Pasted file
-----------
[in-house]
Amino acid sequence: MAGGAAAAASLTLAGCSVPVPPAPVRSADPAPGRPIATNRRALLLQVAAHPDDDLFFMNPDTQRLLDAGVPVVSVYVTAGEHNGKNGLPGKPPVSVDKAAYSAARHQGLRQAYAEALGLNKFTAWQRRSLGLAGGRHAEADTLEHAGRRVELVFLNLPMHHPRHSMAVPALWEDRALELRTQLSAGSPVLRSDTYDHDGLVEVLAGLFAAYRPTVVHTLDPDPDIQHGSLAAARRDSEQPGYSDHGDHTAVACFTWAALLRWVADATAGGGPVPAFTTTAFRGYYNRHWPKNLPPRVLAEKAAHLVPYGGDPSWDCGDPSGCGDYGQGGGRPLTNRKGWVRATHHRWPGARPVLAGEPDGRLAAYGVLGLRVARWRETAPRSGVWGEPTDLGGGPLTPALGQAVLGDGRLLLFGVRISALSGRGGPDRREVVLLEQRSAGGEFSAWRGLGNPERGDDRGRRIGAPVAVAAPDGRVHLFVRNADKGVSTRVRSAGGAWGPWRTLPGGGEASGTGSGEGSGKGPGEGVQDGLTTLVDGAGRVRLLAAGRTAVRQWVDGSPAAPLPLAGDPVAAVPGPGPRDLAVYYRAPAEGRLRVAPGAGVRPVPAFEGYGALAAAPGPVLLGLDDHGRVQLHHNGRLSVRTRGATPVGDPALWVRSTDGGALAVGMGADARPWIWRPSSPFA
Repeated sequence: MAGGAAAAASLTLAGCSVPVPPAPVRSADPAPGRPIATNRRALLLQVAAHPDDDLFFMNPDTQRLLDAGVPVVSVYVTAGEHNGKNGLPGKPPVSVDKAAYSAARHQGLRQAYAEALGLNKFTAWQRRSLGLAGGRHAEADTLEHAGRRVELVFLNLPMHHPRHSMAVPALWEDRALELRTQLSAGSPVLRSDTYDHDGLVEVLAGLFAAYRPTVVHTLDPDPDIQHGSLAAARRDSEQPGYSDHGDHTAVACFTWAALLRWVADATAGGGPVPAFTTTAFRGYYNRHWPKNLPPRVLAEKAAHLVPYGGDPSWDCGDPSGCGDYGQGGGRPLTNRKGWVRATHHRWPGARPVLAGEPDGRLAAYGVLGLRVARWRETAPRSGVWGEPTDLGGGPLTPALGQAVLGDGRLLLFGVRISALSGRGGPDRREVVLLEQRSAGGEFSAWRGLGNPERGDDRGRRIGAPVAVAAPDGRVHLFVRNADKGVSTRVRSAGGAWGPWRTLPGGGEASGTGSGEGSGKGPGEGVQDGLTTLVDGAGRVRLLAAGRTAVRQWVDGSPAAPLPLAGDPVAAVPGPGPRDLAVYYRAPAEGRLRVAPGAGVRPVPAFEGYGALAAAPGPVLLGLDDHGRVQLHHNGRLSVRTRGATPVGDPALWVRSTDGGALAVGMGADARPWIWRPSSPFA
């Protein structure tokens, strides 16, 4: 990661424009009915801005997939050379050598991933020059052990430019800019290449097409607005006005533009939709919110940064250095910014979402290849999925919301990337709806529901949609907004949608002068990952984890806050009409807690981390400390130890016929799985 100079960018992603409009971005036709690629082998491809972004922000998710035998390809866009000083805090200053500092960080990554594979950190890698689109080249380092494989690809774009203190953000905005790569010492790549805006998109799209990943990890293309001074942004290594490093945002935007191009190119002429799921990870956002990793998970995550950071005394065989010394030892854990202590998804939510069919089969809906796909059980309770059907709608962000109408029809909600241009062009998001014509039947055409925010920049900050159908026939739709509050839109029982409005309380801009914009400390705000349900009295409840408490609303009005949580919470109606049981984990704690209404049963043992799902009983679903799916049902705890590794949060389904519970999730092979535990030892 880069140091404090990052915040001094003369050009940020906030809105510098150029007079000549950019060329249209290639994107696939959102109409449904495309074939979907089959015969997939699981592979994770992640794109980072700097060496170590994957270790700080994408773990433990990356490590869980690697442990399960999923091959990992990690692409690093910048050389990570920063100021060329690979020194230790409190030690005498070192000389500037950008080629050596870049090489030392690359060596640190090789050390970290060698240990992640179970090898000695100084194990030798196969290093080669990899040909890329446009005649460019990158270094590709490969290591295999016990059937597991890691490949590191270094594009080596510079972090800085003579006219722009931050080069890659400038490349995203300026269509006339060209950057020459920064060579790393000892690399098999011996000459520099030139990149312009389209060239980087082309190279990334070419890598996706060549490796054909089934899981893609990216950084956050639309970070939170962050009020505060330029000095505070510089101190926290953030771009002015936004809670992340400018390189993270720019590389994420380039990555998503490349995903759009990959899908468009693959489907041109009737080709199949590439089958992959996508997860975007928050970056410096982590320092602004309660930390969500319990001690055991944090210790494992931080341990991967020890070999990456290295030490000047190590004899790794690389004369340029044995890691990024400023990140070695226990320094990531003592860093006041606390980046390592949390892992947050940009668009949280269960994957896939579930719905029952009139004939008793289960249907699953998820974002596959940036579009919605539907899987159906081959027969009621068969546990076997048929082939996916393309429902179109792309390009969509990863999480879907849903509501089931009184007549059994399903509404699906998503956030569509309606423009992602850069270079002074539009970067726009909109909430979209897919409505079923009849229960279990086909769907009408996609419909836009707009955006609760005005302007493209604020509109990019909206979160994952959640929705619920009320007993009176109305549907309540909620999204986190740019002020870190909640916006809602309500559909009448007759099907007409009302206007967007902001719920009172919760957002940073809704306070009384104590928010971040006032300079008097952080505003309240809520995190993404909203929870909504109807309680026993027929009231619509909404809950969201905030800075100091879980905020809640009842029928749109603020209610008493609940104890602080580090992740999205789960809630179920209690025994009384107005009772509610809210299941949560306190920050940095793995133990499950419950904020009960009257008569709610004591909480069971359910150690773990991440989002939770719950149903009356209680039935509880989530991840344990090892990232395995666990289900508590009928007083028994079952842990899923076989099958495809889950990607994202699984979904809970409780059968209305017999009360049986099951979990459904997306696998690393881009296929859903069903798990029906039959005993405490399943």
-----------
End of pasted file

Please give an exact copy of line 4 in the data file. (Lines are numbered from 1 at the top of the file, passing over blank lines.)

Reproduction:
């Protein structure tokens, strides 16, 4: 990661424009009915801005997939050379050598991933020059052990430019800019290449097409607005006005533009939709919110940064250095910014979402290849999925919301990337709806529901949609907004949608002068990952984890806050009409807690981390400390130890016929799985 100079960018992603409009971005036709690629082998491809972004922000998710035998390809866009000083805090200053500092960080990554594979950190890698689109080249380092494989690809774009203190953000905005790569010492790549805006998109799209990943990890293309001074942004290594490093945002935007191009190119002429799921990870956002990793998970995550950071005394065989010394030892854990202590998804939510069919089969809906796909059980309770059907709608962000109408029809909600241009062009998001014509039947055409925010920049900050159908026939739709509050839109029982409005309380801009914009400390705000349900009295409840408490609303009005949580919470109606049981984990704690209404049963043992799902009983679903799916049902705890590794949060389904519970999730092979535990030892 880069140091404090990052915040001094003369050009940020906030809105510098150029007079000549950019060329249209290639994107696939959102109409449904495309074939979907089959015969997939699981592979994770992640794109980072700097060496170590994957270790700080994408773990433990990356490590869980690697442990399960999923091959990992990690692409690093910048050389990570920063100021060329690979020194230790409190030690005498070192000389500037950008080629050596870049090489030392690359060596640190090789050390970290060698240990992640179970090898000695100084194990030798196969290093080669990899040909890329446009005649460019990158270094590709490969290591295999016990059937597991890691490949590191270094594009080596510079972090800085003579006219722009931050080069890659400038490349995203300026269509006339060209950057020459920064060579790393000892690399098999011996000459520099030139990149312009389209060239980087082309190279990334070419890598996706060549490796054909089934899981893609990216950084956050639309970070939170962050009020505060330029000095505070510089101190926290953030771009002015936004809670992340400018390189993270720019590389994420380039990555998503490349995903759009990959899908468009693959489907041109009737080709199949590439089958992959996508997860975007928050970056410096982590320092602004309660930390969500319990001690055991944090210790494992931080341990991967020890070999990456290295030490000047190590004899790794690389004369340029044995890691990024400023990140070695226990320094990531003592860093006041606390980046390592949390892992947050940009668009949280269960994957896939579930719905029952009139004939008793289960249907699953998820974002596959940036579009919605539907899987159906081959027969009621068969546990076997048929082939996916393309429902179109792309390009969509990863999480879907849903509501089931009184007549059994399903509404699906998503956030569509309606423009992602850069270079002074539009970067726009909109909430979209897919409505079923009849229960279990086909769907009408996609419909836009707009955006609760005005302007493209604020509109990019909206979160994952959640929705619920009320007993009176109305549907309540909620999204986190740019002020870190909640916006809602309500559909009448007759099907007409009302206007967007902001719920009172919760957002940073809704306070009384104590928010971040006032300079008097952080505003309240809520995190993404909203929870909504109807309680026993027929009231619509909404809950969201905030800075100091879980905020809640009842029928749109603020209610008493609940104890602080580090992740999205789960809630179920209690025994009384107005009772509610809210299941949560306190920050940095793995133990499950419950904020009960009257008569709610004591909480069971359910150690773990991440989002939770719950149903009356209680039935509880989530991840344990090892990232395995666990289900508590009928007083028994079952842990899923076989099958495809889950990607994202699984979904809970409780059968209305017999009360049986099951979990459904997306696998690393881009296929859903069903798990029906039959005993405490399943």